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Forming Sstrategic Alliances in Business

Strategic alliances are an important part of growing a business; unfortunately, I have not found many business owners actively pursing this form of business growth.  I categorize strategic alliances under two main groups;

  1.  The first group is my referral group; people whose work I respect and use and am happy to refer  them to friends and clients. I have two people in each of the categories I recommend.   When asked for a referral for a service or product, I give out two names and tell them to select the one they feel most comfortable with.  A good list should have between 40 and 50 different types of businesses.
    1. Always ask permission before giving a name out as a referral
    2. Ask your referral list to call you when they receive a referral using your name
    3. Ask those to whom  you are giving a referral to use your name when calling.
    4. Ask for a report once they have used your referral. This allows you to make sure that the service provided is worthy of your recommendation. If you don’t receive a call back, call the person and see if they used your referral and if the results were satisfactory.
    5. Stay in touch which each business in this group at least once a quarter. I suggest a personal phone call as your first option.
    6. Keep these businesses on your monthly newsletter list. They are also potential referral sources for you.
    7. The second group is made up of business owners who have the same business philosophy I have as far as customer service and have up to date knowledge of their products and services.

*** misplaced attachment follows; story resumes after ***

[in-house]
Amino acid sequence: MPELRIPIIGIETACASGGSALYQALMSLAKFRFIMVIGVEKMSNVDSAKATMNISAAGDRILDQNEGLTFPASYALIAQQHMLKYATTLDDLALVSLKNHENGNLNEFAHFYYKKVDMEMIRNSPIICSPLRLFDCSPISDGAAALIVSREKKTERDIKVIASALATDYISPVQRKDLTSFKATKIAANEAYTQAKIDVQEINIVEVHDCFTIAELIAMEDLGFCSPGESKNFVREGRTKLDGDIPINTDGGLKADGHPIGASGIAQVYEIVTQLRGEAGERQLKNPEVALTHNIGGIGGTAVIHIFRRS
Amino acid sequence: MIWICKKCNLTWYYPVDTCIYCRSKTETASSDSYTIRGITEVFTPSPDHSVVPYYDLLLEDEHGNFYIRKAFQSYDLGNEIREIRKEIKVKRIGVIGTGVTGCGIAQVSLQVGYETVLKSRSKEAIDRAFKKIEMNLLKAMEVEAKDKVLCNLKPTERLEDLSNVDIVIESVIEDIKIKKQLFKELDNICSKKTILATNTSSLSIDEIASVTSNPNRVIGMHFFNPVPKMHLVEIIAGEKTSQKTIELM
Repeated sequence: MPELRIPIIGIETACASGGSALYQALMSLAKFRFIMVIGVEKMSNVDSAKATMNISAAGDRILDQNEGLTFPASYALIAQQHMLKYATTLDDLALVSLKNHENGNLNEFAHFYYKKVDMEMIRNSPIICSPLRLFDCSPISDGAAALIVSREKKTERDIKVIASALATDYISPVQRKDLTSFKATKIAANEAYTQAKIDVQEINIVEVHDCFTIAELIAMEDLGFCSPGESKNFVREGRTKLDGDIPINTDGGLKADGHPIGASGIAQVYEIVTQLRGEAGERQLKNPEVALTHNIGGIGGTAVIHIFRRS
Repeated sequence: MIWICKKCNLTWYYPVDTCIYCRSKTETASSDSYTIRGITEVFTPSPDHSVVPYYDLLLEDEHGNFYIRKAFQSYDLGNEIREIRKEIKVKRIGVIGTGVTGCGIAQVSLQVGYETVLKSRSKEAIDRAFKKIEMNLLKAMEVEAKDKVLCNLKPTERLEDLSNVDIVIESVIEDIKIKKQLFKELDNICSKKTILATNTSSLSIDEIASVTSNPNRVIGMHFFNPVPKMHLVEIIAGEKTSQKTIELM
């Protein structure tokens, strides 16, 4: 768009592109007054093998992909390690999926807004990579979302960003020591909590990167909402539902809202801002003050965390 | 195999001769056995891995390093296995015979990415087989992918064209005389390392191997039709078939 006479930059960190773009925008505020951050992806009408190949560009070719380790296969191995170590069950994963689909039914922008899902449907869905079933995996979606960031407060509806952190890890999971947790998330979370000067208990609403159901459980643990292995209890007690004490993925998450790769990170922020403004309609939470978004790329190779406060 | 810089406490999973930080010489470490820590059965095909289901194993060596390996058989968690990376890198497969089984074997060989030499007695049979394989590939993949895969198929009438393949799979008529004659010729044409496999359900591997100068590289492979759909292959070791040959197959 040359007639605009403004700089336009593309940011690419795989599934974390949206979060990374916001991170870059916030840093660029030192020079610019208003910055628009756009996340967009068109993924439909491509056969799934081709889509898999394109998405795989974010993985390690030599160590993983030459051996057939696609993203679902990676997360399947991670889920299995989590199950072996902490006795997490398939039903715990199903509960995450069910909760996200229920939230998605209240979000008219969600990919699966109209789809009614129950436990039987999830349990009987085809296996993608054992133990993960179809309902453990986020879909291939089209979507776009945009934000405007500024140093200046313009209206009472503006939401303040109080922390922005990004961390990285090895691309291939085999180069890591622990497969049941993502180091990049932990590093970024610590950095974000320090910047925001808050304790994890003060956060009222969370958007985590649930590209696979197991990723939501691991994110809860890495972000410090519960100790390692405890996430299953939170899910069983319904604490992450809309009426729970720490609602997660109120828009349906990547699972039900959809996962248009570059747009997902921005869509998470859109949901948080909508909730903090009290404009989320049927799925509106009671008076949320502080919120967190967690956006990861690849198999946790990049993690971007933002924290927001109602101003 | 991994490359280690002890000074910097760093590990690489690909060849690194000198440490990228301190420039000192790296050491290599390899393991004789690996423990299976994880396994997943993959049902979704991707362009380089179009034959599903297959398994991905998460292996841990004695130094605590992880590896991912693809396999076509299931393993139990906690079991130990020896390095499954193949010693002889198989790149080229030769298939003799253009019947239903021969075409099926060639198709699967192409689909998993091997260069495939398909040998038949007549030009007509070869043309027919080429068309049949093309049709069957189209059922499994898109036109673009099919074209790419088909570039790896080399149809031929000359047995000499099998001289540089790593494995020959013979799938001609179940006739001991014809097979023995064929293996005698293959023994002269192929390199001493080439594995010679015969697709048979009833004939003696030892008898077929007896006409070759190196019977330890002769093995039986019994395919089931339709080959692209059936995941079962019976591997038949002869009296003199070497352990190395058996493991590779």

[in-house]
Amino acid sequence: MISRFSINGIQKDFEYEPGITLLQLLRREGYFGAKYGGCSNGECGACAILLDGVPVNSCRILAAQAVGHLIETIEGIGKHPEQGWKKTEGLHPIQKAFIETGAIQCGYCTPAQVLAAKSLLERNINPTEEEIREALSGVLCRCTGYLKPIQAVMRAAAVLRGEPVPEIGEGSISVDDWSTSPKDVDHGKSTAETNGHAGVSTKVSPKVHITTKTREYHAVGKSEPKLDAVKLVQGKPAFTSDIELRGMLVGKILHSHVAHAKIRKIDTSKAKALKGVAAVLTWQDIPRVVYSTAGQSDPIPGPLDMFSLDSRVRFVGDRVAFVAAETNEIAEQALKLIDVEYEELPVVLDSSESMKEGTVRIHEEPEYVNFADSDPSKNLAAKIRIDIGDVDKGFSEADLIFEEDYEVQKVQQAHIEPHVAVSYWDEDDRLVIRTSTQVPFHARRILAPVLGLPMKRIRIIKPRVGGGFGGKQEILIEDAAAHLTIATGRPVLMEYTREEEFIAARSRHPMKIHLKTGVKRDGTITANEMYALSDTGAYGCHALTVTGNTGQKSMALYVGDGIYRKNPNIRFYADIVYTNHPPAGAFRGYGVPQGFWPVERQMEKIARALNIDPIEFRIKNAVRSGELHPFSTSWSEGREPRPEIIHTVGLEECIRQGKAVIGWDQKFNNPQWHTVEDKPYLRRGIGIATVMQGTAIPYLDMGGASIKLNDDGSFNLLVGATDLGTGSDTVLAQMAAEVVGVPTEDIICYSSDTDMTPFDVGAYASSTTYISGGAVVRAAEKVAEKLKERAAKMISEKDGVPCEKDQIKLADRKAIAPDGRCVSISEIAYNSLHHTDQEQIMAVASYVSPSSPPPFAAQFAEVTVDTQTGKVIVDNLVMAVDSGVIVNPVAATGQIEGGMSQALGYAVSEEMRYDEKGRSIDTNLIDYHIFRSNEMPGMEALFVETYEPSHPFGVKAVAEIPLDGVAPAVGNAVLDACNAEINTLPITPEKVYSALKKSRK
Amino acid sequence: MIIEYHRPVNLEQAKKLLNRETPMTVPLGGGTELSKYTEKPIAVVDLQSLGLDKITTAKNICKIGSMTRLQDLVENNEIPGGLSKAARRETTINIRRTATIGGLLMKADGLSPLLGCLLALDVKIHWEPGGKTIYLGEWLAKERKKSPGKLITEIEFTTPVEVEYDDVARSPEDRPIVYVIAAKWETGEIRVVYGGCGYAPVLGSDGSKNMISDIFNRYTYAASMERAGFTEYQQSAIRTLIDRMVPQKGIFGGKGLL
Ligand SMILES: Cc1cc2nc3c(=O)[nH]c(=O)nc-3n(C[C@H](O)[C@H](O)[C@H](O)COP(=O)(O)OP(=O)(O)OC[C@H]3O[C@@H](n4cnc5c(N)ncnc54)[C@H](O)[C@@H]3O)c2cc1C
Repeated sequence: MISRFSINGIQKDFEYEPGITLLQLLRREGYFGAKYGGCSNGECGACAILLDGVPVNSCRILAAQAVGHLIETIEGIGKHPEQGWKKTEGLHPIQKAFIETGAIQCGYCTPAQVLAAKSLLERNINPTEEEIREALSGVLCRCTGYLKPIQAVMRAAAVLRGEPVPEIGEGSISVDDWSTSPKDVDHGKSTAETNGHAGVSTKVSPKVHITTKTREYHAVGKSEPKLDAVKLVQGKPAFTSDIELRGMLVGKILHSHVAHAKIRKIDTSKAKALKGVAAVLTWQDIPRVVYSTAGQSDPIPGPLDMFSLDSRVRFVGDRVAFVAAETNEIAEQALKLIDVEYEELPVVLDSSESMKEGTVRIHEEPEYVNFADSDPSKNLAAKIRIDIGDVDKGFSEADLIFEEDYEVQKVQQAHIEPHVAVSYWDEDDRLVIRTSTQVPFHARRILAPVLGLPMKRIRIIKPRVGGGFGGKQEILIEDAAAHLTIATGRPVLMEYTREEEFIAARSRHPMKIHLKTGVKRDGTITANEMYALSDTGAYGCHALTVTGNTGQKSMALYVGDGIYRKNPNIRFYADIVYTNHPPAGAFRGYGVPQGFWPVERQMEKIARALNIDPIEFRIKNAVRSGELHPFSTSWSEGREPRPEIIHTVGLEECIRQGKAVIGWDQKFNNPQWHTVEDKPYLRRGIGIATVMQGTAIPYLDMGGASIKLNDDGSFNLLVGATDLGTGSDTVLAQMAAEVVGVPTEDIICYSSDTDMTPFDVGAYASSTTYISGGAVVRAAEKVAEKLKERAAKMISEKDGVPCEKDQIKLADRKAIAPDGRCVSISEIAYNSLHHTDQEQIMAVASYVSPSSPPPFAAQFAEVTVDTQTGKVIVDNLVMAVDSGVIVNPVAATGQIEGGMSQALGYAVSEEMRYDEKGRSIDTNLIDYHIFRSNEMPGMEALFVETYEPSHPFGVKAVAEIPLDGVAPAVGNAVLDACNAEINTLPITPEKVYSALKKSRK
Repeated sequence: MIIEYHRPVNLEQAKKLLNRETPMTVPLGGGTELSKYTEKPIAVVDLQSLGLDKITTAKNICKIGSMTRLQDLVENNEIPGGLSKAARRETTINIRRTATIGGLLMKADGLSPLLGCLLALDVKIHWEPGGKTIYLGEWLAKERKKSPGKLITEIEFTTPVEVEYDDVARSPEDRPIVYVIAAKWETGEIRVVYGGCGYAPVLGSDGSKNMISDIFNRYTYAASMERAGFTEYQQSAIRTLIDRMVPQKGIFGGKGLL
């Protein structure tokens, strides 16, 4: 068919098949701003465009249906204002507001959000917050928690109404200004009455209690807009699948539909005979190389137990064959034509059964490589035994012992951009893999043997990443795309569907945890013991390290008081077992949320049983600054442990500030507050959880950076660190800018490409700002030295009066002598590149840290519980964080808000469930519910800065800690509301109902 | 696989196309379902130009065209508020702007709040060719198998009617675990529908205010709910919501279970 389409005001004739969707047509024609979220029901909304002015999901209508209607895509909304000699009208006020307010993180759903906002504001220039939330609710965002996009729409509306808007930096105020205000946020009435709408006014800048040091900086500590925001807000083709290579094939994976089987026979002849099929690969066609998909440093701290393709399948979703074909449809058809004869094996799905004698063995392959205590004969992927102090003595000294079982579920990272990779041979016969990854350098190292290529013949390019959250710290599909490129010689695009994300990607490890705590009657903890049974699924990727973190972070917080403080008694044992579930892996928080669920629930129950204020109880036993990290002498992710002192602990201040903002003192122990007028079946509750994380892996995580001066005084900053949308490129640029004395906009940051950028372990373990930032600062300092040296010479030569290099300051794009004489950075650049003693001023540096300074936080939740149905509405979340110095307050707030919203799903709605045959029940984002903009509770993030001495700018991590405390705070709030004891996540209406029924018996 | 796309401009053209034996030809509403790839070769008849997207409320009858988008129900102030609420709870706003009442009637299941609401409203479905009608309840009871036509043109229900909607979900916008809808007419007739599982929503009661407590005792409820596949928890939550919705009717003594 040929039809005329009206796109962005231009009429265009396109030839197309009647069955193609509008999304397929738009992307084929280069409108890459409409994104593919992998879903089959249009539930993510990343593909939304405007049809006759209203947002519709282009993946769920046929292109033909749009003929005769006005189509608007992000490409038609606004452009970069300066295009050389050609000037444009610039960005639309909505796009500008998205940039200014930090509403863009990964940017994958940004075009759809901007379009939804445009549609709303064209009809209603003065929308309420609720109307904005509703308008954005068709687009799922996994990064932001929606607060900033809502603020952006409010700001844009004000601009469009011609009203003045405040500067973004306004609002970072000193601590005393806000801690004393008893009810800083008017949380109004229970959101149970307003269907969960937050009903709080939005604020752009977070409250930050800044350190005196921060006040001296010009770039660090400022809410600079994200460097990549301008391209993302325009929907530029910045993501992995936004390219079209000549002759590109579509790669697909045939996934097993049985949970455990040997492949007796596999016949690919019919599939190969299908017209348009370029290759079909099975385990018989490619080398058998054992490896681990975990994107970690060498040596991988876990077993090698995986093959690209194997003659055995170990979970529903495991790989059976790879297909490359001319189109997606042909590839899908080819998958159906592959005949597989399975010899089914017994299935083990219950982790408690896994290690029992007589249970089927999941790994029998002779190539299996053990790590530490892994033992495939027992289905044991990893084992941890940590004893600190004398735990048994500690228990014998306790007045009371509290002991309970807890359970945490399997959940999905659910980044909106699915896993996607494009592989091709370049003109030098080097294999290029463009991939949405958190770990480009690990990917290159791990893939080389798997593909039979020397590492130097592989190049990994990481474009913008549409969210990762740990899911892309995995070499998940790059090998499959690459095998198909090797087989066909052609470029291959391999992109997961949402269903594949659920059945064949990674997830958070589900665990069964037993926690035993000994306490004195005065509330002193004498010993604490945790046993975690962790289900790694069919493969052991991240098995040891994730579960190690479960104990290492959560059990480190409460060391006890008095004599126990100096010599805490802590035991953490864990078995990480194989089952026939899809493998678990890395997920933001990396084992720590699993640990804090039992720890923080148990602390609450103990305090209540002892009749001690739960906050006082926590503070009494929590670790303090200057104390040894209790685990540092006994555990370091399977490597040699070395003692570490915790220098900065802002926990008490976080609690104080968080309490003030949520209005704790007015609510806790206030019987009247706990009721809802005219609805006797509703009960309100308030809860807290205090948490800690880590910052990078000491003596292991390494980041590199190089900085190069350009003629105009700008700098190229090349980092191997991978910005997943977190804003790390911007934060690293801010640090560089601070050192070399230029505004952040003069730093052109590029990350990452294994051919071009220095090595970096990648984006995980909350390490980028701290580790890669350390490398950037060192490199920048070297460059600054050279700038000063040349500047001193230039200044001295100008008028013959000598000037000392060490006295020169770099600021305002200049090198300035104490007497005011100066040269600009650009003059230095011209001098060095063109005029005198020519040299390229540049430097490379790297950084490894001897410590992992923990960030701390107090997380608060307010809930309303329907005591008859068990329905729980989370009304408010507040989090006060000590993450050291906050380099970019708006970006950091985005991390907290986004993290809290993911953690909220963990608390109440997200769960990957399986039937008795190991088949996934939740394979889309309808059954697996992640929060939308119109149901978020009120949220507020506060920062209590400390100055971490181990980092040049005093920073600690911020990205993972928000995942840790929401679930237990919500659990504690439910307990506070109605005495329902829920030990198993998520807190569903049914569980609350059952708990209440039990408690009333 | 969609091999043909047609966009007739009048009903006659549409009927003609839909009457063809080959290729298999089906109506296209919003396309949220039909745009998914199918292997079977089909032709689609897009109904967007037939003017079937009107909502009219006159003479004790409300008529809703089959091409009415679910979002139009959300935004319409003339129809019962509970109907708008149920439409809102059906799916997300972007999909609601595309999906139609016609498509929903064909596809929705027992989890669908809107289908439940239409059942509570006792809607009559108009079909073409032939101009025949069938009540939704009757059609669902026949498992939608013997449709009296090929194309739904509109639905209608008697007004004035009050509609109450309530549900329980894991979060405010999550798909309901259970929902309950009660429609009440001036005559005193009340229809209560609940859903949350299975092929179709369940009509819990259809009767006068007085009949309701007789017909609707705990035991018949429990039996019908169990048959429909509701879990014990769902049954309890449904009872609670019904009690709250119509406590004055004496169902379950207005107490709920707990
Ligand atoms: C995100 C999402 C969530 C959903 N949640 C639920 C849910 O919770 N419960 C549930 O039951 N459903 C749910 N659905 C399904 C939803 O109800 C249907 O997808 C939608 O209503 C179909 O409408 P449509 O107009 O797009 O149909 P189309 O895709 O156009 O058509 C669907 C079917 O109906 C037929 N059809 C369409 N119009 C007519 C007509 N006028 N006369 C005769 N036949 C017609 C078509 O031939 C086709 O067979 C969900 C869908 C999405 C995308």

1. This group has the same target market as I have, but offer different products or services.
      2. I only select one person in each business category
      3. Each person in this group should be approached individually to discuss the benefits of working together and how to best share each other’s client base.
      4. This group will be smaller than the first group, ( most typically between 10 and 12)
      5. Sponsor a quarterly breakfast for this group. (Even at $15 a person it may be the least expensive but most effective marketing tool you have).
      6. Pick a name for this group (the duck’s strategic alliance is my group’s name)

Another tool to add to your in box; marketing is the most critical part of your business. A lot of tools have to be tried, and the ones that work the best become part of your war chest.

Credibility grows when appointments are kept, promises are acted upon, facts are verified, and services are rendered.

Nick J Petra   nick@strategicduck.com    visit www.strategicduck.com and find out more about us.

Make it a successful today!

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